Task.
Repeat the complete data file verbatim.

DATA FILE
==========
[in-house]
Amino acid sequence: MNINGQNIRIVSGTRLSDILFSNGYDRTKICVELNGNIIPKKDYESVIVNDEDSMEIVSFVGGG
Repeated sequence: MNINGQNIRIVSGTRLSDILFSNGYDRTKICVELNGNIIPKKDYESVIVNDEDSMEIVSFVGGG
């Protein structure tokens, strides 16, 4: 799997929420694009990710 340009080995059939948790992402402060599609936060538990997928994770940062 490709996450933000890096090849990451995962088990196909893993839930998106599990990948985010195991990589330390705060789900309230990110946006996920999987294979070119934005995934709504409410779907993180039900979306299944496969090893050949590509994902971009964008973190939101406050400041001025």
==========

[in-house]
Amino acid sequence: MNINGQNIRIVSGTRLSDILFSNGYDRTKICVELNGNIIPKKDYESVIVNDEDSMEIVSFVGGG
Repeated sequence: MNINGQNIRIVSGTRLSDILFSNGYDRTKICVELNGNIIPKKDYESVIVNDEDSMEIVSFVGGG
């Protein structure tokens, strides 16, 4: 799997929420694009990710 340009080995059939948790992402402060599609936060538990997928994770940062 490709996450933000890096090849990451995962088990196909893993839930998106599990990948985010195991990589330390705060789900309230990110946006996920999987294979070119934005995934709504409410779907993180039900979306299944496969090893050949590509994902971009964008973190939101406050400041001025």